denmark copenhagen nyhavn sunset



In the process of a major edit

COPENHAGEN

Sea level in Copenhagen.  On the heels of the June 5 Danish national election, the capitol of the happiest nation in the world will now take that threat more seriously.

The headline on one of our online newspapers just wrote, translated, "Denmark has gone to the extreme left."

We have been right wing for the most since 2001

Denmark is a very small country. A couple of small New England states, if you don't count Greenland. And our population is only a bit over that of Los Angeles.

But it does make a difference in terms of many things domestically, and internationally in terms of the message we are sending, including to a Europe with racist nationalism on the rise.

In our last national election in 2015, the racist party (Dansk Folkeparti) won over 21% of the vote within our multiparty system, 2nd only to the Social-democrats Today, they went down with 8.7%, which is historical. Neither the Christian-democtratic nor the extreme right, aggressively racist Stram Kurs (Hard Line) parties got enough votes to be represented in parliament (Folketinget).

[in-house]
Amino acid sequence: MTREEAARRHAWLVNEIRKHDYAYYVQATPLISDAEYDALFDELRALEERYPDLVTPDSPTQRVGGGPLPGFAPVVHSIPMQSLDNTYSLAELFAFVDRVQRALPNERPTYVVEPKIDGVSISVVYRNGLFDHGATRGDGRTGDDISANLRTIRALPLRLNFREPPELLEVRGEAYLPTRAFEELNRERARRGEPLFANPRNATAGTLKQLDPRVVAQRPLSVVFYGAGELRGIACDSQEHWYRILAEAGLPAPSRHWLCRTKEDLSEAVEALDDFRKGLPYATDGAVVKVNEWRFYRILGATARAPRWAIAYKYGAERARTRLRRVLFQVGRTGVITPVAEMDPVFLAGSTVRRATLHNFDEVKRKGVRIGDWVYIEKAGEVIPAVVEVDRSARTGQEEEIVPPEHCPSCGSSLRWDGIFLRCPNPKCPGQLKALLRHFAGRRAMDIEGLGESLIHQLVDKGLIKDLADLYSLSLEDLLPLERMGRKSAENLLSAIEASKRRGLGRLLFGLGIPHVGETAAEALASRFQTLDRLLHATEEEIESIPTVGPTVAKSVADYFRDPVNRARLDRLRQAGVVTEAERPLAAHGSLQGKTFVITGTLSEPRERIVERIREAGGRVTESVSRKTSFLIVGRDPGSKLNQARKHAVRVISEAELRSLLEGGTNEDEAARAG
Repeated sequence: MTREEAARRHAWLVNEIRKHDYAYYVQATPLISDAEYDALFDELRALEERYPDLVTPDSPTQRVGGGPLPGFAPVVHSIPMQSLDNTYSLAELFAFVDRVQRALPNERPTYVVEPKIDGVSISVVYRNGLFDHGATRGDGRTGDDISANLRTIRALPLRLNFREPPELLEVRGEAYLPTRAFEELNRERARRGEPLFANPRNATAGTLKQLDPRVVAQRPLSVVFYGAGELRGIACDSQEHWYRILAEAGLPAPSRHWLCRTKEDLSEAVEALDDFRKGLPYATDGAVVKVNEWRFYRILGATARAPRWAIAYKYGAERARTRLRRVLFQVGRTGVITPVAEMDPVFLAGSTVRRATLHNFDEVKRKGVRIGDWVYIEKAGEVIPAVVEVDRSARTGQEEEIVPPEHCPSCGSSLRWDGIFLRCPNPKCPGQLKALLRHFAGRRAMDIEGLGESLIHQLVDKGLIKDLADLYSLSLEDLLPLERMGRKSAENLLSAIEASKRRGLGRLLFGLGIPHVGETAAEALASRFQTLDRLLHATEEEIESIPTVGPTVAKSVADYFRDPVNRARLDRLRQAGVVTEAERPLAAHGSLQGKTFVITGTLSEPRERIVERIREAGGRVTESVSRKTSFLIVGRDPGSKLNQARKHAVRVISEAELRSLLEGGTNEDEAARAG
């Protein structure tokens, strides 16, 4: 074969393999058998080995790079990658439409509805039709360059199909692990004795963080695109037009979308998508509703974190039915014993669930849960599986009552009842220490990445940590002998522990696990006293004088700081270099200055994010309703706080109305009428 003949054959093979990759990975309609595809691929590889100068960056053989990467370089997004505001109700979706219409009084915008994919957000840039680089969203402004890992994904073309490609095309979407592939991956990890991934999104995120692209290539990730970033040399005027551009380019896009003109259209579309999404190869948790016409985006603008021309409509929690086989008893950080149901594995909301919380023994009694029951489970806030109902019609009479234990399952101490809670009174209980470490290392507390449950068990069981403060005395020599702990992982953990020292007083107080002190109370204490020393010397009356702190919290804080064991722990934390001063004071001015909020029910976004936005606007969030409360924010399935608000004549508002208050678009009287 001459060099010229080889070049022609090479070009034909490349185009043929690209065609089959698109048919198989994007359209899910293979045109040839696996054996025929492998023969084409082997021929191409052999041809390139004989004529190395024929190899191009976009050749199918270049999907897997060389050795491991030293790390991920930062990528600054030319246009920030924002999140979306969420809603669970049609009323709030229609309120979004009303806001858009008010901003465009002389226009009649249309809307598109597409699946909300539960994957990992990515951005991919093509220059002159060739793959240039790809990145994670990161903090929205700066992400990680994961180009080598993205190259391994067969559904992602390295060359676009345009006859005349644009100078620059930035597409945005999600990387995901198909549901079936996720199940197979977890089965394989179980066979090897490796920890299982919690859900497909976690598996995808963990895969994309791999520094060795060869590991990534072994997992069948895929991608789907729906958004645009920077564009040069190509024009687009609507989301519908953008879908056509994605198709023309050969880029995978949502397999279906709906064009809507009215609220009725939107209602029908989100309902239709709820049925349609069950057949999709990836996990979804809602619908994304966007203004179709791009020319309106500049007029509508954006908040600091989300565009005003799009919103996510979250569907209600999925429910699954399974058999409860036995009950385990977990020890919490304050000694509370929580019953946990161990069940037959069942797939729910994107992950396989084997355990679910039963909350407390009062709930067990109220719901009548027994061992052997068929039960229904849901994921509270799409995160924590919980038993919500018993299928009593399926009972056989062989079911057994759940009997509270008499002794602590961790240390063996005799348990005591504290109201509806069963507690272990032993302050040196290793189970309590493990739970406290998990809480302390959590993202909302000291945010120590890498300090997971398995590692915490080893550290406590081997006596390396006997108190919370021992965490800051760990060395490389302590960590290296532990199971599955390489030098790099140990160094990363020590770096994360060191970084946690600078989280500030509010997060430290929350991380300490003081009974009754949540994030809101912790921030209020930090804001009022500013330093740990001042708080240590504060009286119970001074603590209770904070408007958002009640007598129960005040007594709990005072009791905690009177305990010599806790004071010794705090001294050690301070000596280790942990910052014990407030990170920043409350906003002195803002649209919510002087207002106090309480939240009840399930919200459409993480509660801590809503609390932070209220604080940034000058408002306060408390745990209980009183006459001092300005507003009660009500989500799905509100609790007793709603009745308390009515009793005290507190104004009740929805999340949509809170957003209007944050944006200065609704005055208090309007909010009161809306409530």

Social-democrats got the most votes: 25.9%. One of the center-right parties, Venstre, whose chairperson is the current PM, changed his party's direction just 2 weeks ago, away from an alliance with the racist party and towards the center. That political maneuver fomented some inside discontent. The lame duck PM, Lars Løkke Rasmussen, is attempting everything possible to enter into an alliance with the social-democrats, to form a government that would exclude the socialistic and environmentally concerned parties.

Based on what the coming PM, Mette Frederiksen, has said in the past, I doubt she will enter into such an alliance.
At 2 AM, when the final votes had been counted, she said that the people have spoken and they want a more left-wing, socialistic government that takes global warming seriously.

All this will be worked out in the next few days, before the new prime minister (and her cabinet) is officially decided upon after closed doors negotiations among the parties. They then have to go to the queen to get her consent, which is a vestigial formality.

Bent Lorentzen

Bent Lorentzen

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